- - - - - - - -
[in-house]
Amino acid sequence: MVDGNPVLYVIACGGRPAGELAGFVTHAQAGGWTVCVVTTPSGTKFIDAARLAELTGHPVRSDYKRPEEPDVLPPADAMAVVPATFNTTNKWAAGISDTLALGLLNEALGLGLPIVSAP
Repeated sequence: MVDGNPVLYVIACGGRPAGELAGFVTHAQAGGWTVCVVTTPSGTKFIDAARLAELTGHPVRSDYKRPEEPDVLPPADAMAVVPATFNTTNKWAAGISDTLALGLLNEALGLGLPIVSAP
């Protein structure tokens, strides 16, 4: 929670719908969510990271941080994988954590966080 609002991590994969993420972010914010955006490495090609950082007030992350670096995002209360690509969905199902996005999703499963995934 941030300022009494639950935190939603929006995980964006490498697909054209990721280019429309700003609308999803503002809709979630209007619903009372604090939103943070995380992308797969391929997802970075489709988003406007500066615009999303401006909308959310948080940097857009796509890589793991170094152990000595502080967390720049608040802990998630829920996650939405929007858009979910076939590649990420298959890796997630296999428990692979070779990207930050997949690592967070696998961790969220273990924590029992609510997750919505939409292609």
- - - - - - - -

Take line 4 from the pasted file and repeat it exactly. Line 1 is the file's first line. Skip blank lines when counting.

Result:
């Protein structure tokens, strides 16, 4: 929670719908969510990271941080994988954590966080 609002991590994969993420972010914010955006490495090609950082007030992350670096995002209360690509969905199902996005999703499963995934 941030300022009494639950935190939603929006995980964006490498697909054209990721280019429309700003609308999803503002809709979630209007619903009372604090939103943070995380992308797969391929997802970075489709988003406007500066615009999303401006909308959310948080940097857009796509890589793991170094152990000595502080967390720049608040802990998630829920996650939405929007858009979910076939590649990420298959890796997630296999428990692979070779990207930050997949690592967070696998961790969220273990924590029992609510997750919505939409292609």